- MRO & Services Sourcing Manager, Oil/Gas Experience.  Dallas Texas.  Base Salary Between $115K and $130K.  Excellent Bonus and Benefits Packages.  Relocation Package.

- Director of Procurement, Greater Sacramento, California.  Experienced governmental procurement leader with strong Capital and Operational procurement and contracting skills with background in progressive municipal procurement.  Base Salary between $95K and $125K.  Strong Benefits Package.  Relocation Negotiable.

 

 

 

 

 

 

 

 

 

 

 

 

 

 

 

 

 

 

 

 

 

 

 

 

 

 

 

 

 

 

 

 

 

 

 

 

 

 

 

 

 

 

 

 

 

 

 

 

 

 

 

 

 

 

 

 

 

 

 

 

 

 

 

 

 

 

 

 

 

 

 

 

 

 

 

 

 

 

 

 

 

 

 

 

 

 

 

 

 

 

 

 

 

 

 

 

 

 

 

 

 

 

 

This electronic journal is now distributed bi-monthly to over 13,000 Supply Management Professionals around the globe. Note that our educational articles are 'in depth', unlike most online publications.  We hope you enjoy this edition. Feel free to forward to your SCM colleagues!  And keep SPS in mind when your organization needs top quality Supply Management Consulting, Employee Skills Testing & Training, P2P Efficiency Reviews, Cost Reduction Support or SCM Staff Augmentation/ Recruiting Services.

 

 

"Beyond Strategic Sourcing...Gaining Greater Value" - by Mark Trowbridge - Principal, CPSM, C.P.M., MCIPS

It was surprising to learn that mine is among the 1% most-viewed LinkedIn profiles. That's somewhat scary (since I didn't think I knew that many people). But my SPS colleagues and I do a lot of training for Fortune/Global 1000 companies and travel globally to make keynote presentations at supply chain conferences. And I do participate in several online forums regarding procurement topics...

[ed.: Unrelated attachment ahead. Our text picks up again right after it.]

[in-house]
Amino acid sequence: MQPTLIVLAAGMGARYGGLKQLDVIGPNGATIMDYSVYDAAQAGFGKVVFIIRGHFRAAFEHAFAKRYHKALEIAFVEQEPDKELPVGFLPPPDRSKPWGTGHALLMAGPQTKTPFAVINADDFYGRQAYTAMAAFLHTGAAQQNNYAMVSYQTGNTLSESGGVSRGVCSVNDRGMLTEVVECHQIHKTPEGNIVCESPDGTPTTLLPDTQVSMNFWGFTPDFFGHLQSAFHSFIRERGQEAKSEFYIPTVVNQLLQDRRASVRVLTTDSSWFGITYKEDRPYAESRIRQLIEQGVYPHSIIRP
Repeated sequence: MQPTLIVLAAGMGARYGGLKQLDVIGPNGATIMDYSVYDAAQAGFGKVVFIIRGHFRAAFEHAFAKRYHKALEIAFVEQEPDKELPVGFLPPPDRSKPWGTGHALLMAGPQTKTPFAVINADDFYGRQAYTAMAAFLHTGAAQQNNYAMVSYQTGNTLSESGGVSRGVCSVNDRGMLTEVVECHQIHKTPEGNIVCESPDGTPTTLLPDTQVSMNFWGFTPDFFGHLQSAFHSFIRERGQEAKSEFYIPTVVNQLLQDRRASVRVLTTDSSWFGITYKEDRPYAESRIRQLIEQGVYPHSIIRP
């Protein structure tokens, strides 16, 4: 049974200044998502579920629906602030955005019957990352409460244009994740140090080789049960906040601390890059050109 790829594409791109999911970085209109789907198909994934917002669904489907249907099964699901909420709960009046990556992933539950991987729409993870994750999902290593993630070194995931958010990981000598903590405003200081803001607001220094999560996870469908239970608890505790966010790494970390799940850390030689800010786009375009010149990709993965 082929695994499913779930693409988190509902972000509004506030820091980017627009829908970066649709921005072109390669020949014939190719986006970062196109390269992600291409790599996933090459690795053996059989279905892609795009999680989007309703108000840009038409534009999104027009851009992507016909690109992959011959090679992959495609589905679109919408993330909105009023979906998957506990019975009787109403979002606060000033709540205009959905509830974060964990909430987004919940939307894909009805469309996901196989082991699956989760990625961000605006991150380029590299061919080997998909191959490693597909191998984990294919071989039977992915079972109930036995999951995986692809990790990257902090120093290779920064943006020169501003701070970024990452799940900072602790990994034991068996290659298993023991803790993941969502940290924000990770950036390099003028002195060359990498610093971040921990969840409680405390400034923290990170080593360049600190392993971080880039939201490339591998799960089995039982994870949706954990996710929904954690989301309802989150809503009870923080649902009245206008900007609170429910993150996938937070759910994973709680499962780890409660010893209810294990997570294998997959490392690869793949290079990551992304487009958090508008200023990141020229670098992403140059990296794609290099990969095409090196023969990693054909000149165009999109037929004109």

Recently, it's been interesting to see numerous LinkedIn group discussions arising between supply management leaders, focused upon what leading procurement groups are doing to provide value after they've been involved in "strategic sourcing" for several years.  These online thread discussions mirrored questions Strategic Procurement Solutions has received from client organizations seeking to take their sourcing organizations to an even higher level. 

 

A common theme in these leaders' comments centers upon the fact that the practice of Strategic Sourcing achieves greatest value when first applied to spend categories. But once the low hanging fruit has been plucked the first time, we have to climb higher and higher into the trees to find additional benefits.

 

This article will suggest five ways to generate benefits after strategic sourcing has been done the first time around: